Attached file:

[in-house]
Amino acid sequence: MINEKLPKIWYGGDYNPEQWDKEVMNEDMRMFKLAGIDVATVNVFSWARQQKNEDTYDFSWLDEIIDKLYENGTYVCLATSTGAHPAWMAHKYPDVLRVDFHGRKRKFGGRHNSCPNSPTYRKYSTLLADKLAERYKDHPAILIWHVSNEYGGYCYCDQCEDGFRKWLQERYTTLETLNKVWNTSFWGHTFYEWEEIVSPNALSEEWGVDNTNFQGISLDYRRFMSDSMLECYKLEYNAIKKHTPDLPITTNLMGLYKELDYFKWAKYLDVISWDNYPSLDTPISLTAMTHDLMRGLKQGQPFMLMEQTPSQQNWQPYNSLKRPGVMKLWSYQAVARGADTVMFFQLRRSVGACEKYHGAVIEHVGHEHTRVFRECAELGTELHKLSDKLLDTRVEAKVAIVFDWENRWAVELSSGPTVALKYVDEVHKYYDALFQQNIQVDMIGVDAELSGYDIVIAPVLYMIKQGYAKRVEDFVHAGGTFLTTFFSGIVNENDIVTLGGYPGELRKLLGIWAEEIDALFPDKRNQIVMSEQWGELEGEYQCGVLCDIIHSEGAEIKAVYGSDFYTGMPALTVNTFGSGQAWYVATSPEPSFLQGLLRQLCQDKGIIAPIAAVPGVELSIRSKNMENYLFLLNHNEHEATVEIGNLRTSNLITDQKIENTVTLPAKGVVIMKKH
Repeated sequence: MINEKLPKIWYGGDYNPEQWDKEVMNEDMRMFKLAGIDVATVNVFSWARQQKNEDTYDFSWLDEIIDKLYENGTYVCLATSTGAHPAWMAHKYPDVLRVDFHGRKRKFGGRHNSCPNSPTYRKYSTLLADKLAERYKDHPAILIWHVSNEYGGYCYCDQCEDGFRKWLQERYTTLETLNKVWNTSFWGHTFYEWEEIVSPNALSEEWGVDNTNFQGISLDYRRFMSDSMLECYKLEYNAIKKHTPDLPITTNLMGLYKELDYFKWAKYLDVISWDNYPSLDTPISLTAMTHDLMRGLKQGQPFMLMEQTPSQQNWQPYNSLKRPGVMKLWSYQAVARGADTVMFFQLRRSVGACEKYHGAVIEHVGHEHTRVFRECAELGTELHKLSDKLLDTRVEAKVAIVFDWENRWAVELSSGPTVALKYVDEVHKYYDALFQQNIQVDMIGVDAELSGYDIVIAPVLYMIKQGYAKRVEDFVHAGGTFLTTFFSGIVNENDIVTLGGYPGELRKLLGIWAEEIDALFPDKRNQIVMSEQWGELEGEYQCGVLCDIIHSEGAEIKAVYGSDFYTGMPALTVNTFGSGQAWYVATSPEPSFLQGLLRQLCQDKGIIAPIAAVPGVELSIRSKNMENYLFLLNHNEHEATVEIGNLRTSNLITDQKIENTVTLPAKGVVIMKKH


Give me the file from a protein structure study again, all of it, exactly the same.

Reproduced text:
[in-house]
Amino acid sequence: MINEKLPKIWYGGDYNPEQWDKEVMNEDMRMFKLAGIDVATVNVFSWARQQKNEDTYDFSWLDEIIDKLYENGTYVCLATSTGAHPAWMAHKYPDVLRVDFHGRKRKFGGRHNSCPNSPTYRKYSTLLADKLAERYKDHPAILIWHVSNEYGGYCYCDQCEDGFRKWLQERYTTLETLNKVWNTSFWGHTFYEWEEIVSPNALSEEWGVDNTNFQGISLDYRRFMSDSMLECYKLEYNAIKKHTPDLPITTNLMGLYKELDYFKWAKYLDVISWDNYPSLDTPISLTAMTHDLMRGLKQGQPFMLMEQTPSQQNWQPYNSLKRPGVMKLWSYQAVARGADTVMFFQLRRSVGACEKYHGAVIEHVGHEHTRVFRECAELGTELHKLSDKLLDTRVEAKVAIVFDWENRWAVELSSGPTVALKYVDEVHKYYDALFQQNIQVDMIGVDAELSGYDIVIAPVLYMIKQGYAKRVEDFVHAGGTFLTTFFSGIVNENDIVTLGGYPGELRKLLGIWAEEIDALFPDKRNQIVMSEQWGELEGEYQCGVLCDIIHSEGAEIKAVYGSDFYTGMPALTVNTFGSGQAWYVATSPEPSFLQGLLRQLCQDKGIIAPIAAVPGVELSIRSKNMENYLFLLNHNEHEATVEIGNLRTSNLITDQKIENTVTLPAKGVVIMKKH
Repeated sequence: MINEKLPKIWYGGDYNPEQWDKEVMNEDMRMFKLAGIDVATVNVFSWARQQKNEDTYDFSWLDEIIDKLYENGTYVCLATSTGAHPAWMAHKYPDVLRVDFHGRKRKFGGRHNSCPNSPTYRKYSTLLADKLAERYKDHPAILIWHVSNEYGGYCYCDQCEDGFRKWLQERYTTLETLNKVWNTSFWGHTFYEWEEIVSPNALSEEWGVDNTNFQGISLDYRRFMSDSMLECYKLEYNAIKKHTPDLPITTNLMGLYKELDYFKWAKYLDVISWDNYPSLDTPISLTAMTHDLMRGLKQGQPFMLMEQTPSQQNWQPYNSLKRPGVMKLWSYQAVARGADTVMFFQLRRSVGACEKYHGAVIEHVGHEHTRVFRECAELGTELHKLSDKLLDTRVEAKVAIVFDWENRWAVELSSGPTVALKYVDEVHKYYDALFQQNIQVDMIGVDAELSGYDIVIAPVLYMIKQGYAKRVEDFVHAGGTFLTTFFSGIVNENDIVTLGGYPGELRKLLGIWAEEIDALFPDKRNQIVMSEQWGELEGEYQCGVLCDIIHSEGAEIKAVYGSDFYTGMPALTVNTFGSGQAWYVATSPEPSFLQGLLRQLCQDKGIIAPIAAVPGVELSIRSKNMENYLFLLNHNEHEATVEIGNLRTSNLITDQKIENTVTLPAKGVVIMKKH